David's Golden opportunity

Posted by Peter Thorne

Steve Lewis/Getty ImagesThe author has fond memories of queuing up for West Ham tickets like these youngsters in 1965 and is concerned today's youth are being priced out of the market.

David Gold has been forced to defend West Ham's ticketing policy before the start of the new season, with accusations that the club are pricing fans out with excessive charges, particularly in Category A games where non-season ticket holders will buy match-day tickets through the membership scheme.

With some games -- Chelsea, Manchester United and Spurs are the usual culprits -- seats will rise to 72 pounds although, as Gold states, the lowest in the band will be marked to about 52 pounds.

The Hammers' co-chairman has hit back at critics, defending the club's policy and pointing out that the club is only reacting to their league placing from last season and that prices are comparable with clubs in a similar position and, as you'd expect, below the asking price of rivals offering a supposedly more glamorous fare elsewhere in the Capital.

Gold is obviously viewing these accusations with some anger -- describing them as 'mischief making' -- explaining that often those clubs with the lowest prices were those that found themselves battling relegation and that against the very high prices of some seats, the club had perfectly adequate seating for people who wanted to pay less.

As a direct riposte, that suggests that charging higher prices meant that the club were able to operate at the upper end of the transfer market, Gold’s defence was quite clear. It also has to be remembered that 2012-13 saw an astonishing 17 consecutive games sold out in a season, a statistic that broke the record for the highest average home league attendance in the club’s history. There has to be a sense then that fans at least, must be able to bear the brunt of rocketing ticket prices.

While it's hard not to deny that David Gold is perfectly within his rights to be angry -- West Ham, after all, are certainly not setting any trends here -- it’s also difficult not to view this whole situation like the little boy in the Hans Christian Andersen fairy tale; staring wide-eyed and open-mouthed as the crowd admire the naked King’s fine 'new clothes' that only the 'wise' can see.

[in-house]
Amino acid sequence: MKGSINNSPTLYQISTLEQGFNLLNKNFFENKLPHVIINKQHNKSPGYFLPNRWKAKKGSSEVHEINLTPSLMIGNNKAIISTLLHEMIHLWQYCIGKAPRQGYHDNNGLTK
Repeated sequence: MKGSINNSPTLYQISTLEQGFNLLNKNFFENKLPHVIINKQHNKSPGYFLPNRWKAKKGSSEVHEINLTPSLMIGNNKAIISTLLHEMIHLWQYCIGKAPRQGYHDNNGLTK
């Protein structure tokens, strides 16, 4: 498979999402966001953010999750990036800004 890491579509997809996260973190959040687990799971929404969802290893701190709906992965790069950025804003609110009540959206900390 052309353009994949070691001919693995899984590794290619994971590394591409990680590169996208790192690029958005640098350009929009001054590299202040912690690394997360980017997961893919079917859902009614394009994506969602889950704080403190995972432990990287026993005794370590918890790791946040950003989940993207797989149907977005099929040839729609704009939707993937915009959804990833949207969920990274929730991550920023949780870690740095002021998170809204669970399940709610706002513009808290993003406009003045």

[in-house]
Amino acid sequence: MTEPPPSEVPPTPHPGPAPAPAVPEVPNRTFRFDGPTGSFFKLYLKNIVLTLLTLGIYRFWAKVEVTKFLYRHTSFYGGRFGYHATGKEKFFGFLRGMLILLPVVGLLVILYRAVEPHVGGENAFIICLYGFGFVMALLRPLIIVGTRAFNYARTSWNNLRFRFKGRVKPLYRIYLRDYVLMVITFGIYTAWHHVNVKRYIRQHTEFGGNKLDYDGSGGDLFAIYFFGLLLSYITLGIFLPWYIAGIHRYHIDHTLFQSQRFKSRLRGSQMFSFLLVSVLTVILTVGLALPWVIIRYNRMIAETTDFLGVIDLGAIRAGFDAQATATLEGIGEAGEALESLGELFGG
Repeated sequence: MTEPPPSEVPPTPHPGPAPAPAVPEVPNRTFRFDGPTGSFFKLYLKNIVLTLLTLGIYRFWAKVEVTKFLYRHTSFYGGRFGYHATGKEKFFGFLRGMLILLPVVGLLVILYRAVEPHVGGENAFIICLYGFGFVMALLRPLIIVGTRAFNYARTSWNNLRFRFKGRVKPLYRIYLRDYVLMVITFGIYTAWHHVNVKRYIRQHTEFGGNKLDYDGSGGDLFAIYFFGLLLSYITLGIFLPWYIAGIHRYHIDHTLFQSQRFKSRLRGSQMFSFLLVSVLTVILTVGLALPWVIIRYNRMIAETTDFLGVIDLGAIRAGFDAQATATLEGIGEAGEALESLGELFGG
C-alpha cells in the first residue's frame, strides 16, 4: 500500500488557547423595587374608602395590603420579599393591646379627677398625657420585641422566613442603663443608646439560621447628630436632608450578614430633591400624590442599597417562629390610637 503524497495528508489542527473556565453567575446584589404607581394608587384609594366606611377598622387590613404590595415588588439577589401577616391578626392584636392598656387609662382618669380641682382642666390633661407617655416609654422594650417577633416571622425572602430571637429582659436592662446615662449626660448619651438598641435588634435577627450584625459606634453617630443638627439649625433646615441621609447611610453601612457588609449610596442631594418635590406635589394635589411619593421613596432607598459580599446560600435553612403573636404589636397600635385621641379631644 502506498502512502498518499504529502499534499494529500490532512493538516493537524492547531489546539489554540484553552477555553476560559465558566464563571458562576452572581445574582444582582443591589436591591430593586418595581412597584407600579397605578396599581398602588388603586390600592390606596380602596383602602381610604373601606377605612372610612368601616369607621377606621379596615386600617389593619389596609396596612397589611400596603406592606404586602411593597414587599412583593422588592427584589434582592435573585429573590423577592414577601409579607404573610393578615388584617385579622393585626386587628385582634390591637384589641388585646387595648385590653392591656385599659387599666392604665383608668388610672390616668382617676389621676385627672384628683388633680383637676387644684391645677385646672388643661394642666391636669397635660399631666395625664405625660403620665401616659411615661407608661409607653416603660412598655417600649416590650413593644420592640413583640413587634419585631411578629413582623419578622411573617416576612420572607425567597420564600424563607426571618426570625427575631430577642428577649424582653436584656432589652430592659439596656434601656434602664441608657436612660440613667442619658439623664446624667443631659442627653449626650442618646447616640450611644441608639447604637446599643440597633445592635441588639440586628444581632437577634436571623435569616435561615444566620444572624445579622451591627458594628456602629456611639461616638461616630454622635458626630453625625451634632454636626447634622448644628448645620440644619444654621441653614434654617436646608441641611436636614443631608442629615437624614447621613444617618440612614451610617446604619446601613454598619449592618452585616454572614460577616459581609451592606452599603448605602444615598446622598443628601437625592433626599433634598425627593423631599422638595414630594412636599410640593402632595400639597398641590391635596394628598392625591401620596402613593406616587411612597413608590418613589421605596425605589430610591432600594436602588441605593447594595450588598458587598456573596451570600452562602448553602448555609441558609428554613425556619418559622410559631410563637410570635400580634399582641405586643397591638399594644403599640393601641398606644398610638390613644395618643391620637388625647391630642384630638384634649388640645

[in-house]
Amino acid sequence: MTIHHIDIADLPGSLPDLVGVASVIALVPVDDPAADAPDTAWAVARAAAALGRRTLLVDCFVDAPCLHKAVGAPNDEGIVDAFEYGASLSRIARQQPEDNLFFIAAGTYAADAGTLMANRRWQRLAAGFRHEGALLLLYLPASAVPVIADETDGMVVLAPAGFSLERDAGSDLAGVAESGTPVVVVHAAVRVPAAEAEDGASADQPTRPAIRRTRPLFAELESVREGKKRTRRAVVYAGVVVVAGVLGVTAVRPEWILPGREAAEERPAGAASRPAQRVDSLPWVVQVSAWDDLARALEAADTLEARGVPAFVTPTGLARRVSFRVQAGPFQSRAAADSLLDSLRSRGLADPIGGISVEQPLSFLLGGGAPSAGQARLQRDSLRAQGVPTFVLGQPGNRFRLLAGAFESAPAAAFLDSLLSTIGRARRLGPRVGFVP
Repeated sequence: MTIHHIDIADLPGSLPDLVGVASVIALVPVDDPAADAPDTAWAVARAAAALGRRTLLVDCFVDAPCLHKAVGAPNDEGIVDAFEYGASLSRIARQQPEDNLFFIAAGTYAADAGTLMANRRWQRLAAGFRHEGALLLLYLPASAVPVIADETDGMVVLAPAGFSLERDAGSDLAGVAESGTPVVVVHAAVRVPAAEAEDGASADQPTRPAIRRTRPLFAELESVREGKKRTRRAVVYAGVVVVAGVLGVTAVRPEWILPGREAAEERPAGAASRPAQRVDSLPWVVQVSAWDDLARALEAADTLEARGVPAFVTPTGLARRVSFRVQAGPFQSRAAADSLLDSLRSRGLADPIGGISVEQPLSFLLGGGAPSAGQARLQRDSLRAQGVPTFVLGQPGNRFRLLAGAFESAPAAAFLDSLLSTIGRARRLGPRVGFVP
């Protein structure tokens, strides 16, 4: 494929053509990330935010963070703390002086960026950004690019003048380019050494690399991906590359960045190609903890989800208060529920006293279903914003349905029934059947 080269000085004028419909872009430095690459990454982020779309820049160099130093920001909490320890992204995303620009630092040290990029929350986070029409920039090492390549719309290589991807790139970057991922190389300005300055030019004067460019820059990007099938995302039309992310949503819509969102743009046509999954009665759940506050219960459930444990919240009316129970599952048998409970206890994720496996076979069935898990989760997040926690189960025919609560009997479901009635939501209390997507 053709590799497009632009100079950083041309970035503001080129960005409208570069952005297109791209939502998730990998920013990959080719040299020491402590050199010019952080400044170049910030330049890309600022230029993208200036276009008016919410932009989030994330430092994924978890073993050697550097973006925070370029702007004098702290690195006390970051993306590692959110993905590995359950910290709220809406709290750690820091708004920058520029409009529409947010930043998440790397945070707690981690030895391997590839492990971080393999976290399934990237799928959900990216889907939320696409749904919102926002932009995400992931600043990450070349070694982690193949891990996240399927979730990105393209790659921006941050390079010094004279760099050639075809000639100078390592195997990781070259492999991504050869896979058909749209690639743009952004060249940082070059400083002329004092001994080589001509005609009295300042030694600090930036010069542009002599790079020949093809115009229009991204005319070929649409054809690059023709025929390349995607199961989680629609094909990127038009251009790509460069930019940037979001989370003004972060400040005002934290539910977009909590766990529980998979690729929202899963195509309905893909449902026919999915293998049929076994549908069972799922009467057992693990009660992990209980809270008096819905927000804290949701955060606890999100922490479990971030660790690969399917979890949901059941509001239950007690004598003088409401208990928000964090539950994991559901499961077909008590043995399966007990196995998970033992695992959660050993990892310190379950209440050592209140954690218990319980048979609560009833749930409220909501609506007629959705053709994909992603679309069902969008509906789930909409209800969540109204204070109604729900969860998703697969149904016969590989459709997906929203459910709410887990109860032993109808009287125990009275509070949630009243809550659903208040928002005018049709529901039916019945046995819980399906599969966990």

As someone who used to pitch up outside the gates of the old North Bank at 1 p.m. on a Saturday afternoon, clutching a shiny coin or two poked out from the piggy bank with a knife or gratefully accepted from a well-meaning grandparent, it’s hard to see where the next generation of stadium fans will come from unless this lunacy is arrested somehow.

Even with the well-intentioned Junior membership schemes and even the excellent "Kids-for-a-quid" opportunities at various times of the season, the weekly match-day attendance is simply far beyond the pocket of even the most wealthiest of schoolboys. David Gold himself -- a loyal fan from a young age and one who was used to the same pre-match ritual as myself, also an astute man and one who has run several businesses -- is well-aware of this problem of course and probably feels some discomfort at having to defend a policy that is making regular attendance harder and harder with every passing season for most fans.

Pity the parent though with one or two offspring wanting to treat his boys/girls to a match against one of the Premier League big boys, if the family has to travel -- more likely than it used to be with little local support -- £100-plus can disappear very quickly. We live in a time where club loyalties are formed by TV appearances -- particularly those made on a Wednesday evening. For a club like West Ham to survive and thrive, the need to introduce the thrill of a live match-day experience to a young fan is vital. But, conversely, to do that, prices need to be set at a level to attract younger fans.

Of course, it’s not just the younger supporter who is suffering here, though; for a traveling adult wanting to start the match with a pre-match snack and pint, including rail fares and/or petrol and parking, it’s getting harder and harder to justify a regular attendance. You don’t have to be signing on or on a low wage not to feel the pinch now.

Nevertheless, criticism of the club and David Gold in particular -- unfair in my opinion anyway -- can to be tempered here with a very basic fact; that is that West Ham United has a very real opportunity to reverse this trend when they move to the Olympic Park in a few season's time. Critics may sneer at the Hammers' plans for a ground capacity of about 60,000 ---- about 24,000 more than Upton Park's -- and ask how they plan to fill it. But wouldn’t it be great if those 'empty' seats were full, with local youngsters able to gain admission from their pocket money, loyal fans unemployed but wanting to see their team, drifting visitors just wanting to catch a game at short notice?

Gold may have to explain his club's policies now, but he might well soon have a golden opportunity to reverse the trend and make a name for himself. Perhaps I’m being naive and starry-eyed, but wouldn’t it be great if West Ham were able to become the club that bucked the trend towards higher and higher prices? The opportunity is there, if it can be seized.

In the meantime, it looks as if it's up into the loft for some of us; while the hot weather holds the sight of those same shiny coins and the Sunday Boot sale have an irresistible lure.

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